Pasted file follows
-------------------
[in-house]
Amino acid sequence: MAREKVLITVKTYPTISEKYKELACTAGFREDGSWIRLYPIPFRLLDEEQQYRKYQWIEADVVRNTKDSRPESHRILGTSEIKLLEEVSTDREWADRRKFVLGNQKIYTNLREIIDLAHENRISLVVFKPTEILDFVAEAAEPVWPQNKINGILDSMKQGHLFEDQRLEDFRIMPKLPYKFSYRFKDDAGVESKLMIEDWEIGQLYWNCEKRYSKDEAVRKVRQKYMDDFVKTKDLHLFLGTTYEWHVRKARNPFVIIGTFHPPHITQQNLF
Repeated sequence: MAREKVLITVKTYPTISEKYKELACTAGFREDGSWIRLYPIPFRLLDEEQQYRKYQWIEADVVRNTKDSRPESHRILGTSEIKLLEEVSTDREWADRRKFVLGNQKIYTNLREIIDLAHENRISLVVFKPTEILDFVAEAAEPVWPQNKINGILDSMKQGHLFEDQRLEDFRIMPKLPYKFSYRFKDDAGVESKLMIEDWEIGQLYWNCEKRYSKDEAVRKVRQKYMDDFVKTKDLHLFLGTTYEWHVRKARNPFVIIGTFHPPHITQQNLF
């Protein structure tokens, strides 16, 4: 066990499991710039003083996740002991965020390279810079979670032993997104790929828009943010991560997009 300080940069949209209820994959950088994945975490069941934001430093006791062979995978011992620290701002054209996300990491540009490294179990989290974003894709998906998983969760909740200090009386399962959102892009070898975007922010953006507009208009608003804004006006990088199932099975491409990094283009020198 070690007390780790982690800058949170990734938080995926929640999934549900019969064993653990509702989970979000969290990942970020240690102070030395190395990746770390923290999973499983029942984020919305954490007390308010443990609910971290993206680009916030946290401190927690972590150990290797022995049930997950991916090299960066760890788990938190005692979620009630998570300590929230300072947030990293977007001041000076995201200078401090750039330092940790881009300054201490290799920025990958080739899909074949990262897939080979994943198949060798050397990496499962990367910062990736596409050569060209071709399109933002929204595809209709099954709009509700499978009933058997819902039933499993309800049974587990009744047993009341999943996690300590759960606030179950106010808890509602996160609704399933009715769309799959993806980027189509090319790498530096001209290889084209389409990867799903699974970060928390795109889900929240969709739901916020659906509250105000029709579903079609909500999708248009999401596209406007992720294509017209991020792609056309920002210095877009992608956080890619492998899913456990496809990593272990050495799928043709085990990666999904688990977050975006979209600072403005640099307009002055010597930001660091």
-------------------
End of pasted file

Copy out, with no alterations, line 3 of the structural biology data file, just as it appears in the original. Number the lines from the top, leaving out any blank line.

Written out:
Repeated sequence: MAREKVLITVKTYPTISEKYKELACTAGFREDGSWIRLYPIPFRLLDEEQQYRKYQWIEADVVRNTKDSRPESHRILGTSEIKLLEEVSTDREWADRRKFVLGNQKIYTNLREIIDLAHENRISLVVFKPTEILDFVAEAAEPVWPQNKINGILDSMKQGHLFEDQRLEDFRIMPKLPYKFSYRFKDDAGVESKLMIEDWEIGQLYWNCEKRYSKDEAVRKVRQKYMDDFVKTKDLHLFLGTTYEWHVRKARNPFVIIGTFHPPHITQQNLF